Adam Neumann is shouting the benefits of community via real estate from the rooftops.
But this time, it’s 2022, and his history precedes him.
For the greater part of the 2010’s, Neumann made headlines for a variety of reasons. Investing into wave pool companies, throwing workplace ragers, burning through cash at the speed of light and of course, failing to take his promising coworking company public.
One may presume that this would be enough to put an end to Neumann’s real estate dreams. However, with a $350 million commitment in his back pocket, he’s hoping to change the narrative with Flow.
Flow promises to transform traditional residential apartments into community-driven environments that feature shared amenities, flexible leases and fully-furnished spaces. It is safe to say, Flow’s operational model feels eerily familiar.
The goal is to attract nomads that are on-the-go, but desire a sense of camaraderie in their environment.
There is still a clear elephant in the room. Neumann isn’t new to the real estate game, but his efforts to become a nonconformist tech guru is still enticing to investors.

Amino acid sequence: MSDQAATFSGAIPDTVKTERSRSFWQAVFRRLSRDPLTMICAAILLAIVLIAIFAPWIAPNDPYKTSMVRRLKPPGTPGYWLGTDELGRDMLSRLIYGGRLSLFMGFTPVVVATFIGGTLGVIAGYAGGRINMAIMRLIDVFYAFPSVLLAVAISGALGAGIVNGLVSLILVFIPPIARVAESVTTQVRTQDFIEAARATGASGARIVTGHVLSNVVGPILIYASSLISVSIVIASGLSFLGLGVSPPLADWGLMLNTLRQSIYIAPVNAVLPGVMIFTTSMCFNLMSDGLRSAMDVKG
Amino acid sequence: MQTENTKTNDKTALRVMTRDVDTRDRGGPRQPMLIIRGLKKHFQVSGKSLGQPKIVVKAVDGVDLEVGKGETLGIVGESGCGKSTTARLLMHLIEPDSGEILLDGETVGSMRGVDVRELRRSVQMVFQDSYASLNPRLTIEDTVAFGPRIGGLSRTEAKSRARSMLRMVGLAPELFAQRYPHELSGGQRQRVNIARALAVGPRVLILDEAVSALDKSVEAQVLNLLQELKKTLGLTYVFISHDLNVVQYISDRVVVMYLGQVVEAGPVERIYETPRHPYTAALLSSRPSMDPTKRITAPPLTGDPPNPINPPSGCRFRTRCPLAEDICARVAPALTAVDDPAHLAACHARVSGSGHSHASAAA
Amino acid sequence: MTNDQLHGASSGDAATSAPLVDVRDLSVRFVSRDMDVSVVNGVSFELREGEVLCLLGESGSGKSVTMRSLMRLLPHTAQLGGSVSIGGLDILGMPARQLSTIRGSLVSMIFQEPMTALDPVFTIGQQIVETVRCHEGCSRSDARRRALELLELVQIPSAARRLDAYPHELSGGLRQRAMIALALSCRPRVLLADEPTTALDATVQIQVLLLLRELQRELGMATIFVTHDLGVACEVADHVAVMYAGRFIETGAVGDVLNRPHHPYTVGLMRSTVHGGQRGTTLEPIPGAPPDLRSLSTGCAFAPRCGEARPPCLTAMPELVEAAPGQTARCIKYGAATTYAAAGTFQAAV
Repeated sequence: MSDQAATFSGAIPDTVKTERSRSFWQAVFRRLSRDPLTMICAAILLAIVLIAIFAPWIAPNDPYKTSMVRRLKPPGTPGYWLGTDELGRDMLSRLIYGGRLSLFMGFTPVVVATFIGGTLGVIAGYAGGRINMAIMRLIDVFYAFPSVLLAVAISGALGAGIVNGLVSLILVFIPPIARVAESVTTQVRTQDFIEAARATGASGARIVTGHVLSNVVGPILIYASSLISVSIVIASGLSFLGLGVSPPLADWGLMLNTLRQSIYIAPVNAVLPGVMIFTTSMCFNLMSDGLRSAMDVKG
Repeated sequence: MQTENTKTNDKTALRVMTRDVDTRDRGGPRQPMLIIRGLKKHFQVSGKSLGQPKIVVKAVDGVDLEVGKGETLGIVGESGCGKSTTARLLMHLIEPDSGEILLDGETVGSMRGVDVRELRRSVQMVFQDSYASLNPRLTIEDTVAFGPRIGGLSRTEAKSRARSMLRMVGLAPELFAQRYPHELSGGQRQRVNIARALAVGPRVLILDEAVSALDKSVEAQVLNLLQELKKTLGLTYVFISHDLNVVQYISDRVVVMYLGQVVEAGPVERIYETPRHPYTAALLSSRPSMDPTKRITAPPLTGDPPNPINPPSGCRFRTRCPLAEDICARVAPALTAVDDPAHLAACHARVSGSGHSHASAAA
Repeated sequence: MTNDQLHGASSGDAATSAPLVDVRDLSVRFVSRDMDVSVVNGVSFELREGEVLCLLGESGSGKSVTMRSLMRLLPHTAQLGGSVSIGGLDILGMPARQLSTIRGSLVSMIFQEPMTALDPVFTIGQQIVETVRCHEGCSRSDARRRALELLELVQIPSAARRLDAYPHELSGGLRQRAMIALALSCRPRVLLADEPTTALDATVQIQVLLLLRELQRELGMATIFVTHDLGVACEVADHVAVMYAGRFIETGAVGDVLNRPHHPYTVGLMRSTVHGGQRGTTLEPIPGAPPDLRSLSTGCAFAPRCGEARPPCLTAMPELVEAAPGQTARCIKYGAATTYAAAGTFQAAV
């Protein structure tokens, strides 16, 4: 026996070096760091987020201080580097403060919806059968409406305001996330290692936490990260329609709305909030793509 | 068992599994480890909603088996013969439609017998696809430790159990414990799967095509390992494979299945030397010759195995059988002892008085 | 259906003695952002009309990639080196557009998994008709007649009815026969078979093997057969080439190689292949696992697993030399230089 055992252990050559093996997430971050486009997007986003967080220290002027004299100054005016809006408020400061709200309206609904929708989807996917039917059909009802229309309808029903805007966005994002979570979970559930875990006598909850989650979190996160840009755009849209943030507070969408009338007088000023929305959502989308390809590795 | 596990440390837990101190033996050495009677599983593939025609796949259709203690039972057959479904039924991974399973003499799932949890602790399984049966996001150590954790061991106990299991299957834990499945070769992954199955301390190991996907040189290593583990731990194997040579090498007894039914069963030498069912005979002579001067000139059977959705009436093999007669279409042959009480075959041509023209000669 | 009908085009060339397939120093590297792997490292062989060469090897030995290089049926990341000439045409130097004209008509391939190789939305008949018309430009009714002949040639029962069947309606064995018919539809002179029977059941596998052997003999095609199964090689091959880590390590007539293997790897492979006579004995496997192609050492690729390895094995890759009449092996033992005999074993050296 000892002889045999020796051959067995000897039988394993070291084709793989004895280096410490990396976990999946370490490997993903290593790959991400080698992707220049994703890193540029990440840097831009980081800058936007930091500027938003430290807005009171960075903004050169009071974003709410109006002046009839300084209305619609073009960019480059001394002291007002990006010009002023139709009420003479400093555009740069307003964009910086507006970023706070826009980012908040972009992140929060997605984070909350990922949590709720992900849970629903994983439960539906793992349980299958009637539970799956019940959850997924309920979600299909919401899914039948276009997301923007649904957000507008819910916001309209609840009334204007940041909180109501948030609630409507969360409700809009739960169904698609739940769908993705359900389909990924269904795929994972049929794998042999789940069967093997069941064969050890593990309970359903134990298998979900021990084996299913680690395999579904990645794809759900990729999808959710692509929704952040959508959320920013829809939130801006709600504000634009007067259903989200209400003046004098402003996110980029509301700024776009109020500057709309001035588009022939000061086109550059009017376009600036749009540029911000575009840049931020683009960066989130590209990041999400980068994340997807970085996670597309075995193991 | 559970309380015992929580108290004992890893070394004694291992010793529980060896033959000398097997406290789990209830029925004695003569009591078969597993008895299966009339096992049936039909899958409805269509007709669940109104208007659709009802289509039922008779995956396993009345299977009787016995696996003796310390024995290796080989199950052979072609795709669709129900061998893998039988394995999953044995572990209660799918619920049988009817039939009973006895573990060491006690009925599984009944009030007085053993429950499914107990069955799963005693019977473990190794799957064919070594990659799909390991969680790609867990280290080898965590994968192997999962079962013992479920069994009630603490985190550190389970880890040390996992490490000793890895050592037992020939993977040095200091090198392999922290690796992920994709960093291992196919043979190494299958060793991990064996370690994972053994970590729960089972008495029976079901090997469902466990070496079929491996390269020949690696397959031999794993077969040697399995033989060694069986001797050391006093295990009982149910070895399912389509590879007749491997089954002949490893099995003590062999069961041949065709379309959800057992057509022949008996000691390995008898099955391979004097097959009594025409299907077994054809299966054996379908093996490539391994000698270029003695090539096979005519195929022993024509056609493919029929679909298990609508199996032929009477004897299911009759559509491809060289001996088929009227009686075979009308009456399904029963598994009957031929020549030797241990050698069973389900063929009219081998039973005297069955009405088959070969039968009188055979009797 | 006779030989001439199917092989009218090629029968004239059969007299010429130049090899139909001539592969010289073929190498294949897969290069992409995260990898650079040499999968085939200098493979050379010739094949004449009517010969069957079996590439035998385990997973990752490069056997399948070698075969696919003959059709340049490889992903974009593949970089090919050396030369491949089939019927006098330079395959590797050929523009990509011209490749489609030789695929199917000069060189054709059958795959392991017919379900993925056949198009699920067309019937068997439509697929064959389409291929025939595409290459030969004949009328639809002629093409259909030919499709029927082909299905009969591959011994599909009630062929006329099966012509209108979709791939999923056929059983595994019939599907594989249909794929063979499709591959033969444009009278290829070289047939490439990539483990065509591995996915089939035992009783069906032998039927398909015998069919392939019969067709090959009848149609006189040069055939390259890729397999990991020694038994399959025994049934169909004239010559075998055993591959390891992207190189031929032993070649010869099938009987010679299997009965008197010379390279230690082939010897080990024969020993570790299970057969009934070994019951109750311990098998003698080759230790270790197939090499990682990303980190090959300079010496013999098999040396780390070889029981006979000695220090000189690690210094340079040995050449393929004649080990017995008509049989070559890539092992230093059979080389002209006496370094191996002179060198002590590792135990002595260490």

“He always knows how to sugarcoat it and give it a nice flavor. ‘It’s tech, it’s this, it’s that,’” said Moishe Mana, a developer for a downtown Miami project
“He talked the talk about conscience and society and all kinds of bullshit and he ended up with money … and a lot of money was wasted.”
Flow is expected to launch next year with a massive valuation already in tow.
Although the shared-resident market is already a player in the real estate world, the demand for shorter apartment leases is certainly expected to alter how the real estate industry operates. Whether Flow offers a solution is still to be determined.
“I don’t trust Adam, I don’t trust his intention and I don’t trust his judgment,” said Mana. “Until now, we proved he was able to blow up $25 billion and still people are giving him money. I don’t understand it, thinking it’s going to be different this time.”